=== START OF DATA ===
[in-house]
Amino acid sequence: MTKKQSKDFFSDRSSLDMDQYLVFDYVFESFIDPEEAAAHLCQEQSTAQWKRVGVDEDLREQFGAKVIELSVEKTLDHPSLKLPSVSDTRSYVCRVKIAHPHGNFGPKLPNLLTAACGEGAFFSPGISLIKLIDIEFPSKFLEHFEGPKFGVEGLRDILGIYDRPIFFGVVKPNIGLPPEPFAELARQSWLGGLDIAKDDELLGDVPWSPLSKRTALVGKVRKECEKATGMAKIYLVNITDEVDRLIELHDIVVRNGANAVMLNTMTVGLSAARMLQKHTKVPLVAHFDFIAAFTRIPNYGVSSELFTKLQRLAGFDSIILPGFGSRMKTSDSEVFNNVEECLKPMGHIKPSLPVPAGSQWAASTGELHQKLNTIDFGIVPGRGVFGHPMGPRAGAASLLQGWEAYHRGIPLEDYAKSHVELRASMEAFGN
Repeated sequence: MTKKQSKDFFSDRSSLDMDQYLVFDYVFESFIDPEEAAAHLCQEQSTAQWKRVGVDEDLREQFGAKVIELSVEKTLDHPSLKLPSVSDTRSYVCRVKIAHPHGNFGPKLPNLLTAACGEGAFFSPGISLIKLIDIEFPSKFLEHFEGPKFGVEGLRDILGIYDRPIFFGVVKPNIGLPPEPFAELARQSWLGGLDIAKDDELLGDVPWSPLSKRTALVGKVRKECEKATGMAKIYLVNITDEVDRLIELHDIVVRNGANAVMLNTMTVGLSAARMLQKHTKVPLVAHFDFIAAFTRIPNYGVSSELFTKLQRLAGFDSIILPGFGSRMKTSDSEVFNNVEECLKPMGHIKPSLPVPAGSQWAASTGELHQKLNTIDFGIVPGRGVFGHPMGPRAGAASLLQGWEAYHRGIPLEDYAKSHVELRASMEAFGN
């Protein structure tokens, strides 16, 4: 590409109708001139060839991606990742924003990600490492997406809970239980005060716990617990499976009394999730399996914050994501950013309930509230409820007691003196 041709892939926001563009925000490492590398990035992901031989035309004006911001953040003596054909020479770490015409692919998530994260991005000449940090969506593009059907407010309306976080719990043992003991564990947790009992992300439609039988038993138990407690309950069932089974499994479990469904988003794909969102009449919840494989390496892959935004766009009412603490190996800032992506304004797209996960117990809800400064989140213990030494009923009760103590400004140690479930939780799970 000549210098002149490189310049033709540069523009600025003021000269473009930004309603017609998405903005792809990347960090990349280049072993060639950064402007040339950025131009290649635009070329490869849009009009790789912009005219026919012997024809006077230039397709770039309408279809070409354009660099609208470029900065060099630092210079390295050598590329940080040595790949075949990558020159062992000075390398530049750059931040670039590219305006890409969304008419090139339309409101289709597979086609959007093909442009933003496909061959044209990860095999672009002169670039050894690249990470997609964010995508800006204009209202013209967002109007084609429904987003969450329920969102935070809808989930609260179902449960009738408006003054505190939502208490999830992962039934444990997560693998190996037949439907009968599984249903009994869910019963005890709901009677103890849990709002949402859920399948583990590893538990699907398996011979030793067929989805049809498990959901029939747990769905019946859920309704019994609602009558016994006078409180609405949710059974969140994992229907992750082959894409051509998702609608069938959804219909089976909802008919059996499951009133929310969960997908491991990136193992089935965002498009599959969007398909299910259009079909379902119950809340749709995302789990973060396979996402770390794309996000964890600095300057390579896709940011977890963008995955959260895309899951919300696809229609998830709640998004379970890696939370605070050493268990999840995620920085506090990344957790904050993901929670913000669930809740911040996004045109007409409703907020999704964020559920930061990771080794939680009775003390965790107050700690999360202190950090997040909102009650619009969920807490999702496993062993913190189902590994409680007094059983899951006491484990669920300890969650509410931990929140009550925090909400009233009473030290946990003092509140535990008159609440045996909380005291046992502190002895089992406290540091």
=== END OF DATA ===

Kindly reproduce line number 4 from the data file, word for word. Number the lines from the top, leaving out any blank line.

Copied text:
């Protein structure tokens, strides 16, 4: 590409109708001139060839991606990742924003990600490492997406809970239980005060716990617990499976009394999730399996914050994501950013309930509230409820007691003196 041709892939926001563009925000490492590398990035992901031989035309004006911001953040003596054909020479770490015409692919998530994260991005000449940090969506593009059907407010309306976080719990043992003991564990947790009992992300439609039988038993138990407690309950069932089974499994479990469904988003794909969102009449919840494989390496892959935004766009009412603490190996800032992506304004797209996960117990809800400064989140213990030494009923009760103590400004140690479930939780799970 000549210098002149490189310049033709540069523009600025003021000269473009930004309603017609998405903005792809990347960090990349280049072993060639950064402007040339950025131009290649635009070329490869849009009009790789912009005219026919012997024809006077230039397709770039309408279809070409354009660099609208470029900065060099630092210079390295050598590329940080040595790949075949990558020159062992000075390398530049750059931040670039590219305006890409969304008419090139339309409101289709597979086609959007093909442009933003496909061959044209990860095999672009002169670039050894690249990470997609964010995508800006204009209202013209967002109007084609429904987003969450329920969102935070809808989930609260179902449960009738408006003054505190939502208490999830992962039934444990997560693998190996037949439907009968599984249903009994869910019963005890709901009677103890849990709002949402859920399948583990590893538990699907398996011979030793067929989805049809498990959901029939747990769905019946859920309704019994609602009558016994006078409180609405949710059974969140994992229907992750082959894409051509998702609608069938959804219909089976909802008919059996499951009133929310969960997908491991990136193992089935965002498009599959969007398909299910259009079909379902119950809340749709995302789990973060396979996402770390794309996000964890600095300057390579896709940011977890963008995955959260895309899951919300696809229609998830709640998004379970890696939370605070050493268990999840995620920085506090990344957790904050993901929670913000669930809740911040996004045109007409409703907020999704964020559920930061990771080794939680009775003390965790107050700690999360202190950090997040909102009650619009969920807490999702496993062993913190189902590994409680007094059983899951006491484990669920300890969650509410931990929140009550925090909400009233009473030290946990003092509140535990008159609440045996909380005291046992502190002895089992406290540091």